Retailers can successfully shape perceptions about their brand by creating and executing marketing programs with the same creativity and discipline as manufacturers. In its journey to rebuild its brand in a differentiated and relevant manner, Walgreens has achieved milestones that offer other retailers important lessons in brand building. Kim Feil, CMO, Walgreens describes the practices that helped rebuild the brand.
Retailers can build a more distinctive proposition for shoppers through creative and disciplined marketing, noted Kim Feil, CMO, Walgreens during her presentation at the Nielsen Consumer 360 event in Florida.
Feil noted that while the Sunday circular has been the vehicle of choice for most retailers, it is limited in its ability to shape brand perceptions effectively in a differentiated manner.
When Walgreens began its journey to reshape its brand perception and resonate with consumers despite a difficult economic scenario, it crafted a comprehensive marketing program with all the elements of a contemporary marketing mix.
Feil described the process at Walgreens when she took charge of the marketing function and worked towards a more broad-based approach for communicating the Walgreens’ brand as well as its offerings.
It began by understanding the brand’s lineage and long history of innovation, which shaped a well-recognized brand. However, consumers saw the brand as old, convenient, cluttered and a standard, undifferentiated store. Consumers did not recognize Walgreens as a comprehensive health services provider, despite the fact that they employ the second largest healthcare team after the government.
Walgreens embarked on a journey to rebuild the brand. By segmenting consumers carefully, they realized that while shoppers wanted to be helped, they also needed to make their own informed choices. This realization reconfigured Walgreen’s positioning to become the first choice for health and daily living that helped consumers live well, stay well, and get well.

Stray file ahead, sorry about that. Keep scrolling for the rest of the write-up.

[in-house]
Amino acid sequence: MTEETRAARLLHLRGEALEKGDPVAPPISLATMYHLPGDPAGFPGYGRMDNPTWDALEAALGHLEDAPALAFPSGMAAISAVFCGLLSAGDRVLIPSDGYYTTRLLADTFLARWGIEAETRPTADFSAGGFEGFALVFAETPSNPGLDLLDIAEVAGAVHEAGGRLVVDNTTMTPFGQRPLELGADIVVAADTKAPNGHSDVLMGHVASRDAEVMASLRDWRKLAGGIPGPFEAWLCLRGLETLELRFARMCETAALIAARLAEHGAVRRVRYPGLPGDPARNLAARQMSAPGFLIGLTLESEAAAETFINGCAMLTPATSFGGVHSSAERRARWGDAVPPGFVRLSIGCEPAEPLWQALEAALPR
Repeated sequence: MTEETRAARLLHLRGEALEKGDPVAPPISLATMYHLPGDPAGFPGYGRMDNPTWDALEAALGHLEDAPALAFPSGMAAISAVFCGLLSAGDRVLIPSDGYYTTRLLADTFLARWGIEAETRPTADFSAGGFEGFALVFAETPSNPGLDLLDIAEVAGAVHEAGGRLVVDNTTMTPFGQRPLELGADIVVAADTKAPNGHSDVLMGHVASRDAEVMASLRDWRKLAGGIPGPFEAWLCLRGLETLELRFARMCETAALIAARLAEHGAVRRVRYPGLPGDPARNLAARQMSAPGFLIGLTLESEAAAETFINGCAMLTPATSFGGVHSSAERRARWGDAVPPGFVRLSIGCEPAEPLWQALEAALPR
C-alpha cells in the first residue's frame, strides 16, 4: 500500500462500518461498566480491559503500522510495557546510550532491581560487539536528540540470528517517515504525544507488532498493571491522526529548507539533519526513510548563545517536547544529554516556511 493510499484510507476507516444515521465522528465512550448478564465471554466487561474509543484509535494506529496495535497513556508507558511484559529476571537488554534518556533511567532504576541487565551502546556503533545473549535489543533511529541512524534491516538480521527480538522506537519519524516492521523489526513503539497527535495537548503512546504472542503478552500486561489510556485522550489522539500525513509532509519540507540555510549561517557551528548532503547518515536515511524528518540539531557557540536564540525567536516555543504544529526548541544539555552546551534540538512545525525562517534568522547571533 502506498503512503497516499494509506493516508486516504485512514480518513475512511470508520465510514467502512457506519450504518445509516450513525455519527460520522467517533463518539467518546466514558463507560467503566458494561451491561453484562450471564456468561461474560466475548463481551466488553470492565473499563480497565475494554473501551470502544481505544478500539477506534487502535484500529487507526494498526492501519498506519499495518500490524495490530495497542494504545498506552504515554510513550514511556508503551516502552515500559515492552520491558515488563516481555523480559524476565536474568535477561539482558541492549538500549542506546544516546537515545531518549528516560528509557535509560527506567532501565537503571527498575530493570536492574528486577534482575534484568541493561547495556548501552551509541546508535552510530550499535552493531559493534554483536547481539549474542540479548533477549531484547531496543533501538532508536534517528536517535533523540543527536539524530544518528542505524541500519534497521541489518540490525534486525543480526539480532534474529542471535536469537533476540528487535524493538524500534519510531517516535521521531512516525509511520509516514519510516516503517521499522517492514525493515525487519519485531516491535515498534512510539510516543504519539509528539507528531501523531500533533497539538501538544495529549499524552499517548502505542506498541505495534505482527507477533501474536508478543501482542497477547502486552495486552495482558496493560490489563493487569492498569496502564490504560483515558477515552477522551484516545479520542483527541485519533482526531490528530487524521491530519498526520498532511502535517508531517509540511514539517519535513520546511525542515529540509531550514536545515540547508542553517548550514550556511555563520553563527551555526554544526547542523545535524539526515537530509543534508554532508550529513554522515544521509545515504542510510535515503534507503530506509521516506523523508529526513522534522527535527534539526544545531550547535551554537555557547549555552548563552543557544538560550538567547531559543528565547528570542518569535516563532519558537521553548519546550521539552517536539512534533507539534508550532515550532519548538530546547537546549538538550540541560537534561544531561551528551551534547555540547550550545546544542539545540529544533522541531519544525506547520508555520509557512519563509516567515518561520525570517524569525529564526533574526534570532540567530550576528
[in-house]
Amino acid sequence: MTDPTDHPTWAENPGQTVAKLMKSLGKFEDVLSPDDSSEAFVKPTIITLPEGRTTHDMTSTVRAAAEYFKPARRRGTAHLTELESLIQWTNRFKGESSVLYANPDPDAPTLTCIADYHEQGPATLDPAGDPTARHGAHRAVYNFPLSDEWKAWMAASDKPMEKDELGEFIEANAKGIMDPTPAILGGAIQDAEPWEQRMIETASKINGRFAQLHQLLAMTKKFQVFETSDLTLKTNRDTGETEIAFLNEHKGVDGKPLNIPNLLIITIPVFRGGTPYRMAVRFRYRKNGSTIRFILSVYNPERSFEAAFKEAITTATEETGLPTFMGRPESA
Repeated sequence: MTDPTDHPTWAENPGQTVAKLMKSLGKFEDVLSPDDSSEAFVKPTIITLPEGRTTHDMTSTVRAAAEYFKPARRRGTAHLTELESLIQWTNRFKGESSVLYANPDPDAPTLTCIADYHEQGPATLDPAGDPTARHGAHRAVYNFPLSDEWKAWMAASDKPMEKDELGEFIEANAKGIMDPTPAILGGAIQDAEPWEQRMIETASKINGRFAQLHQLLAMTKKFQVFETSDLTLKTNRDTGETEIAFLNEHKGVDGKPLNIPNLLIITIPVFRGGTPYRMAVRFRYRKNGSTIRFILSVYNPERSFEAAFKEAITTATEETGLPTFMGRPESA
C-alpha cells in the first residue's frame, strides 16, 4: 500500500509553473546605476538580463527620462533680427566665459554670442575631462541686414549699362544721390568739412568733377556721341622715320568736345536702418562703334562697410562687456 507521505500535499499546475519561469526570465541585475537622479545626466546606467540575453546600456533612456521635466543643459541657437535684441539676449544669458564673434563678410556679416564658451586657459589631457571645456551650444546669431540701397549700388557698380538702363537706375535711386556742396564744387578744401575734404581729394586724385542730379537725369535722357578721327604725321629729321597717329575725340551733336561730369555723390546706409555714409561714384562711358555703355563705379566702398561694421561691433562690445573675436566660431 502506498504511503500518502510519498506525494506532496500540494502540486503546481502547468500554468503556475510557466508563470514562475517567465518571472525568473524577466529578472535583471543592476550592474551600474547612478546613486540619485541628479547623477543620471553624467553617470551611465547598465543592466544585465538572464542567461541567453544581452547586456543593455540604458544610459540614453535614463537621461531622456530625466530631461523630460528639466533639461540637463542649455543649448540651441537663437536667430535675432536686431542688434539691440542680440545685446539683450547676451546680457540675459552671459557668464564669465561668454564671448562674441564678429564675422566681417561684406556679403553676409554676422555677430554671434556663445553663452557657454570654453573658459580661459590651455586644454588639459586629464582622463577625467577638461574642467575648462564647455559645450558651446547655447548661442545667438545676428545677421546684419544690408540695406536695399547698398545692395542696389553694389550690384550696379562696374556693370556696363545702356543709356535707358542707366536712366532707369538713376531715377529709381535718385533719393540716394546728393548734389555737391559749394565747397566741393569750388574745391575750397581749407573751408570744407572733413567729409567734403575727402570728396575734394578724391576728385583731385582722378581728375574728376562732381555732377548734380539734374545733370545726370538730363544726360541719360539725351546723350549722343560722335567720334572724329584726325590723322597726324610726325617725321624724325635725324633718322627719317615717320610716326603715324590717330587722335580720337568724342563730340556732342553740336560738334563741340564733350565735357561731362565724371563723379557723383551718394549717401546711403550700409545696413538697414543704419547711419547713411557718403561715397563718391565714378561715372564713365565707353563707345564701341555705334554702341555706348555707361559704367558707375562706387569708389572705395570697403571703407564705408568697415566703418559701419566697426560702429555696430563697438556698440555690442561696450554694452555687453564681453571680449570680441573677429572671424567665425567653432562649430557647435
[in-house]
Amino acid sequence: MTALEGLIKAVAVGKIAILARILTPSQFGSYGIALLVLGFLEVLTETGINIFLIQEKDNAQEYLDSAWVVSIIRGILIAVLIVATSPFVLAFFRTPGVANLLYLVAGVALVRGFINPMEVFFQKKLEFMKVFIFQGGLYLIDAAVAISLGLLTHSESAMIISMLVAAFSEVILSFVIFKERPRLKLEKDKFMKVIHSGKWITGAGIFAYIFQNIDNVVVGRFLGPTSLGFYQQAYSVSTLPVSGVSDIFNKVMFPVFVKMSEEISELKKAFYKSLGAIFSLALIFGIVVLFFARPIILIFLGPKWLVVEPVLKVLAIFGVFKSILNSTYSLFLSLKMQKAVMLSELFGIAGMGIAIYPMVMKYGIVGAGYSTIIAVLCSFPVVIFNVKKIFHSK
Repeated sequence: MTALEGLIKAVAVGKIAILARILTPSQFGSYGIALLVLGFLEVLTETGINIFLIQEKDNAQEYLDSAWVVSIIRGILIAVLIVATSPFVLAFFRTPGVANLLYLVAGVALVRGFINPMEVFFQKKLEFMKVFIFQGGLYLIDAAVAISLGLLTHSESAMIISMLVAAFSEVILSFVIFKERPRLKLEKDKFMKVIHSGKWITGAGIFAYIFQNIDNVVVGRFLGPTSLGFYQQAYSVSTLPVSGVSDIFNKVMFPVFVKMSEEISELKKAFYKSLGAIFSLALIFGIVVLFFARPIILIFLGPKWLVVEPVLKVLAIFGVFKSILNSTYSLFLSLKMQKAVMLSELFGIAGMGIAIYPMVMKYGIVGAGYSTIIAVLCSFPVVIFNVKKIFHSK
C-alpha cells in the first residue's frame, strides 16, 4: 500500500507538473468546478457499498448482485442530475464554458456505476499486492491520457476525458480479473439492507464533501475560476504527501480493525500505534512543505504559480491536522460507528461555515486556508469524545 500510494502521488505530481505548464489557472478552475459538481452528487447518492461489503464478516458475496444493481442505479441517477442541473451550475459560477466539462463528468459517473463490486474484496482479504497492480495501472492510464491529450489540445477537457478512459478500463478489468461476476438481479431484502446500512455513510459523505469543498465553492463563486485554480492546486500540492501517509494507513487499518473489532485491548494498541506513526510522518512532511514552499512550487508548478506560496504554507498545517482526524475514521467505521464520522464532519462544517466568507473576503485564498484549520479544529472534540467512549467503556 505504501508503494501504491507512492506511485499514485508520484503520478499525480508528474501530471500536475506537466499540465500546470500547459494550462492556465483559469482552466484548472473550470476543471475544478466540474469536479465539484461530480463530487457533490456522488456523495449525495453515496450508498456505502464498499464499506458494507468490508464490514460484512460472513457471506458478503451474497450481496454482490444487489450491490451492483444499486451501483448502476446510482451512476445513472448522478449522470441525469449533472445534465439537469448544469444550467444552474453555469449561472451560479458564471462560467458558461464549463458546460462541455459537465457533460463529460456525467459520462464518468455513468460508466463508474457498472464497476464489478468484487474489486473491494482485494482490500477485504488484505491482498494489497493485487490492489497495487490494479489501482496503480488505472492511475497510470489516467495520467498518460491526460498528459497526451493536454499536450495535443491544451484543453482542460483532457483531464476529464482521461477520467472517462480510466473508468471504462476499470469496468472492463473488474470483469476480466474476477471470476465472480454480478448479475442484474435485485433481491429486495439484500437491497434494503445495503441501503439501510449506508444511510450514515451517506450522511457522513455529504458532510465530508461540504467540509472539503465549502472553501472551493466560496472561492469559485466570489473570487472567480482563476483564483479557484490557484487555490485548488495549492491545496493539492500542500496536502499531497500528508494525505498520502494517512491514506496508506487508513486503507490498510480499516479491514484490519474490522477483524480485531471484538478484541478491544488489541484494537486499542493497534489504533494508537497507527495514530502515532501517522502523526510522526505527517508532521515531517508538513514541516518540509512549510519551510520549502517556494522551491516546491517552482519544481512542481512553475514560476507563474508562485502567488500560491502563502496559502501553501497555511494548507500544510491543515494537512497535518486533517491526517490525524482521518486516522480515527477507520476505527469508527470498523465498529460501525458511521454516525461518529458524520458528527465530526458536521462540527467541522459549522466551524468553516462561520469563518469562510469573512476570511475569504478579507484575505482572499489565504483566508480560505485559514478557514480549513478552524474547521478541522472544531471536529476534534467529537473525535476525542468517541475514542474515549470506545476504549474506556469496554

To execute on this positioning, Walgreens broadened the set of ‘touch points’ to reach out to consumers using a variety of media that included television, mobile and online amongst others. For instance, the Walgreens’ online team converted shoppers’ online experience to echo the brand’s proposition by offering information and advice as well as integrating more social media. This created the real-time ability to conduct a dialogue that helped the retailer offer promotions that resonated with consumers.
The strategy yielded positive, tangible business results in 2009 and 2010 when Walgreens applied its new marketing mix during the flu season. By taking the same core principles and what Feil described as ‘connection points’ with consumers to other areas such as consultations, health services, outdoor, mobile and online Walgreens was able to increase awareness, consideration for their offerings and reinforce the brand’s new positioning.
Similarly, in the mobile arena, the Walgreen’s mobile application became one of the top 10 downloaded apps during the weeks that it was advertised.
As a result of these actions and their positive outcomes for both sales and profitability, Walgreens has demonstrated that by applying the right marketing mix models and metrics to brand building, retailers too can be successful advertisers.